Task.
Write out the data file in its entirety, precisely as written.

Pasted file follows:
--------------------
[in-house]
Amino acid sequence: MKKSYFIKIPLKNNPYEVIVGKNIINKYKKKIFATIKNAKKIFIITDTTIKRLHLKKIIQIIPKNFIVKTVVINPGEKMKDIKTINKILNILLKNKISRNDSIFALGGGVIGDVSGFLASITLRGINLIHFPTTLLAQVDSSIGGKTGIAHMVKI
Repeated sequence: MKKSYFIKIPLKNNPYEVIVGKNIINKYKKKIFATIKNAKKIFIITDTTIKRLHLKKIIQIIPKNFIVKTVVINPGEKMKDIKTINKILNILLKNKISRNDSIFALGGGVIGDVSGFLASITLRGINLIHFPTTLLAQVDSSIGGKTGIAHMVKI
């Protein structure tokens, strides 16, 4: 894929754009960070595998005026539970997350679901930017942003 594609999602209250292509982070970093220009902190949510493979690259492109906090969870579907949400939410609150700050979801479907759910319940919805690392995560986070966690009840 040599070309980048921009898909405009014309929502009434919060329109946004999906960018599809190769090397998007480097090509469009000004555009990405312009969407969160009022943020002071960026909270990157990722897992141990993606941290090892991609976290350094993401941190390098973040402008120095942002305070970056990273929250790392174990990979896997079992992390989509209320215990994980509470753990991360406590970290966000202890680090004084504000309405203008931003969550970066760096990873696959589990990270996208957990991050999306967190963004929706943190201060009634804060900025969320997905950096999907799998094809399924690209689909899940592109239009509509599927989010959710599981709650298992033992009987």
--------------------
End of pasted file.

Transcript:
[in-house]
Amino acid sequence: MKKSYFIKIPLKNNPYEVIVGKNIINKYKKKIFATIKNAKKIFIITDTTIKRLHLKKIIQIIPKNFIVKTVVINPGEKMKDIKTINKILNILLKNKISRNDSIFALGGGVIGDVSGFLASITLRGINLIHFPTTLLAQVDSSIGGKTGIAHMVKI
Repeated sequence: MKKSYFIKIPLKNNPYEVIVGKNIINKYKKKIFATIKNAKKIFIITDTTIKRLHLKKIIQIIPKNFIVKTVVINPGEKMKDIKTINKILNILLKNKISRNDSIFALGGGVIGDVSGFLASITLRGINLIHFPTTLLAQVDSSIGGKTGIAHMVKI
């Protein structure tokens, strides 16, 4: 894929754009960070595998005026539970997350679901930017942003 594609999602209250292509982070970093220009902190949510493979690259492109906090969870579907949400939410609150700050979801479907759910319940919805690392995560986070966690009840 040599070309980048921009898909405009014309929502009434919060329109946004999906960018599809190769090397998007480097090509469009000004555009990405312009969407969160009022943020002071960026909270990157990722897992141990993606941290090892991609976290350094993401941190390098973040402008120095942002305070970056990273929250790392174990990979896997079992992390989509209320215990994980509470753990991360406590970290966000202890680090004084504000309405203008931003969550970066760096990873696959589990990270996208957990991050999306967190963004929706943190201060009634804060900025969320997905950096999907799998094809399924690209689909899940592109239009509509599927989010959710599981709650298992033992009987």